Besides the life of the unborn, the other issue that Christians should be concerned about is the sanctity of marriage. The book of Genesis shows that in the beginning, “God created man in His own image; in the image of God He created him; male and female He created them. Then God blessed them, and God said to them, ‘Be fruitful and multiply; [and] fill the earth,’” (Genesis 1:27-28, New King James Version). Genesis shows that the reason that God made the first woman was because, “‘It is not good that man should be alone; I will make him a helper comparable to him,’…. Therefore a man shall leave his father and mother and be joined to his wife, and they shall become on flesh,’” (Genesis 1:18, 2:24, New King James Version). These first references to marriage provide no evidence whatsoever that marriage was meant to be between two men or two women. Instead, they specifically show that marriage was created to be between one man and one woman. Furthermore, The book of Romans says of homosexual and lesbian relationships, “women exchanged the natural use for what is against nature. Likewise also the men, leaving the natural use of the woman, burned in their lust for one another, men with men committing what is shameful, and receiving in themselves the penalty of their error which was due,” (Romans 1:26-27, New King James Version). There was a penalty for their error because God specially forbid homosexual and lesbian relationships in the Biblical law; for God said in Leviticus 18:22, “You shall not lie with a male as with a woman. It is an abomination,” (New King James Version).

Clinton’s views on this issue have changed over the years from being against same-sex marriage to being for it. In December 1999, “The New York Times reported that Clinton spokesman Howard Wolfson said she supported the Defense of Marriage Act,” (Sherman, 2015). In 2000, she broadened her stance, “‘Marriage has got historic, religious [,] and moral content that goes back to the beginning of time, and I think a marriage is as a marriage has always been, between a man and a woman. But I also believe that people in committed gay marriages, as they believe them to be, should be given rights under the law that recognize and respect their relationship,’” (Sherman, 2015). Then in 2004, “Clinton spoke on the Senate floor against a proposed federal amendment to ban same-sex marriage….Though she opposed it, she said that she believed that marriage was “a sacred bond between a man and a woman,” (Sherman, 2015). In addition, the Politifact news website reported that, “in 2007, Clinton backed away from the Defense of Marriage Act: ‘I support repealing the provision of DOMA [Defense of Marriage Act] that may prohibit the federal government from providing benefits to people in states that recognize same-sex marriage,’” (Sherman, 2015). Finally, on March 2013, Clinton officially sent out a video where she said, “I support marriage for lesbian and gay couples. I support it personally and as a matter of policy and law,” (Sherman, 2015). Since that day, she has not stopped in her support for same-sex marriage.

In contrast, Donald Trump has been firm in support of the institution of traditional marriage. Politifact showed that in 2000 Trump said, “‘I think the institution of marriage should be between a man and a woman,’… [Instead,] He said he would favor a domestic partnership law that afforded same-sex couples the same benefits as married couples,” (Clark, 2016). Then in 2011, “He sat down for an interview with Bill O’Reilly of Fox News …‘I just don’t feel good about it,’ Trump said. ‘I don’t feel right about it. I’m against it, and I take a lot of heat because I come from New York. You know, for New York it’s like, how can you be against gay marriage? But I’m opposed to gay marriage,’” (Clark, 2016). Furthermore, on, “the Supreme Court’s 2015 decision on same-sex marriage. Trump does not agree with the decision. [However,] He has said efforts to overrule the court through an amendment to the U.S Constitution are not realistic,” (Clark, 2016). Yet, Politifact stated that he, “also suggested in at least one interview that he would consider appointing Supreme Court justices who would support reversing the ruling,” (Clark, 2016).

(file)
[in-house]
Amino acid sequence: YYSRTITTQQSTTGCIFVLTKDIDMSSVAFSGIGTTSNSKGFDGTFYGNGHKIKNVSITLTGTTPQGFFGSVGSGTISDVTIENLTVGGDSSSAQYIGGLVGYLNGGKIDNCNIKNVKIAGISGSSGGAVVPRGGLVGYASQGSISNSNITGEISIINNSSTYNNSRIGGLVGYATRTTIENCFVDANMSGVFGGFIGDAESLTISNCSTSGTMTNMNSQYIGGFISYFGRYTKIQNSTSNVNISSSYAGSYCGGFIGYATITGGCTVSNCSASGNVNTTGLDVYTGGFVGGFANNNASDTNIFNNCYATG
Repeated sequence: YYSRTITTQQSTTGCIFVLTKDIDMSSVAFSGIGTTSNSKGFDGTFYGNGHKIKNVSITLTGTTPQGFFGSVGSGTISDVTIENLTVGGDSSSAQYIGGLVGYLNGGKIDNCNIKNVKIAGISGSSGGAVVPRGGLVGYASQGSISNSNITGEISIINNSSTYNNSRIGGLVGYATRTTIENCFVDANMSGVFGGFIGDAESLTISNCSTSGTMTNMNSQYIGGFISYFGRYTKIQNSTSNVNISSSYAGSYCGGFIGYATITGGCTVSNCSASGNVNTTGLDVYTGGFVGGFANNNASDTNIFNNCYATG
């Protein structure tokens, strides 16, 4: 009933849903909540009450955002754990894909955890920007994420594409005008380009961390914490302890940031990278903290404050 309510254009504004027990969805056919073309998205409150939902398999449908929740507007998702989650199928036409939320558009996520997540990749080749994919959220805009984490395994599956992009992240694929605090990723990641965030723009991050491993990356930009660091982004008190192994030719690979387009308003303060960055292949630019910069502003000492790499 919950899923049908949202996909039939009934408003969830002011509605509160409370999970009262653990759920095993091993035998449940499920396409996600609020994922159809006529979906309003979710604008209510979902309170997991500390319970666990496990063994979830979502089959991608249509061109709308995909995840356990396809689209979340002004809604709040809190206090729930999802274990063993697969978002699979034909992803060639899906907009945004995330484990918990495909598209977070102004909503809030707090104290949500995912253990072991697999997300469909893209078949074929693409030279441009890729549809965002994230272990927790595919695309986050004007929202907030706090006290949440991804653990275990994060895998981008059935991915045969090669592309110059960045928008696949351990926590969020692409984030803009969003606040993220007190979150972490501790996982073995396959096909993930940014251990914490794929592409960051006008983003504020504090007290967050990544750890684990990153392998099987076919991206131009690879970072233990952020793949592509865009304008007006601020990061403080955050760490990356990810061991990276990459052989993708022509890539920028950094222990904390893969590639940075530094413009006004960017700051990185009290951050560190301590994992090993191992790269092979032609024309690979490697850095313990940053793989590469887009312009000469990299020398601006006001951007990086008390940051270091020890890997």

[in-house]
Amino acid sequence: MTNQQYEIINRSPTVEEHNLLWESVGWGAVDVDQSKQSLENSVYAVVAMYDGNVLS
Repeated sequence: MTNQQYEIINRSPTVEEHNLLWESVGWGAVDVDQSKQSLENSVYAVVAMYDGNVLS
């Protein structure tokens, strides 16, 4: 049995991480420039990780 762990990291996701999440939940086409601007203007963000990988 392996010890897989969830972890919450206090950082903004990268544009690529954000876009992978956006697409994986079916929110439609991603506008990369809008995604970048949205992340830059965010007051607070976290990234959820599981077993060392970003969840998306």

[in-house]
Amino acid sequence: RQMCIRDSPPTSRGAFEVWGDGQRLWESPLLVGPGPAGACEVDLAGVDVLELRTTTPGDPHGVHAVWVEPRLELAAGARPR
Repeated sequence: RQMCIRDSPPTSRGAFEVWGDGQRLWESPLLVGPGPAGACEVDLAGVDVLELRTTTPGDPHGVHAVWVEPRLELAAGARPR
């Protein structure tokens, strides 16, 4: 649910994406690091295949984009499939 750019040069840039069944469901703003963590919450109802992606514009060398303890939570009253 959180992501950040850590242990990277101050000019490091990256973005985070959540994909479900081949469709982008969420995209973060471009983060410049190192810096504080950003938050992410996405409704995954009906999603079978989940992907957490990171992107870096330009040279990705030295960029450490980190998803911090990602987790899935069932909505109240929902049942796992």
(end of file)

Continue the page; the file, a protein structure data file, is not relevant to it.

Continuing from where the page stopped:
The founders of this nation gave their all to ensure that future generations of American Christians would be able to speak up in opposition to laws and leaders who stood against religious and Biblical teaching. Today, two issues stand in sharp opposition to the Bible’s teaching and must be and will be dwelt with. When looking at their individual histories, it is clear that one candidate stands head and shoulders above the other on these issues. Yet, whether or not they are dwelt with by the President whose beliefs align with Christian principles will be determined by whether or not Christians make it to the polls.  After looking at history and the words of the founding fathers, there seems to be no reason or excuse for American Christians to withhold their votes for the next President, during this election. For those who are still skeptical, the Bible makes clear that Christians are to stand up for the issues that they believe in. After all, in a parable, Jesus himself told his disciples to, “Occupy till I come,” (Luke 19:27, King James Version).

Repercussions for Inactivity

To avoid confusion, I will have it known that my reason for writing this paper, was not to condemn Christians for inactivity, but to remind them that their decision to either vote for President or stay home this election, will have repercussions not only on their own lives, but also on the lives of their children and grandchildren. Children like me who are not yet old enough to vote in this election, will not have a say on whether or not Christian principles and freedoms are maintained in this country. But if you are a legal living citizen of the United States who is over the age of 18, then you can. You can support Biblical principles. You can support Christian freedoms. You can appoint Supreme Court Justices that will uphold Godly values. The power is in your hands. The founders of this county and God Almighty gave you the Right to influence this election. Now is the time to use it.

 

Bibliography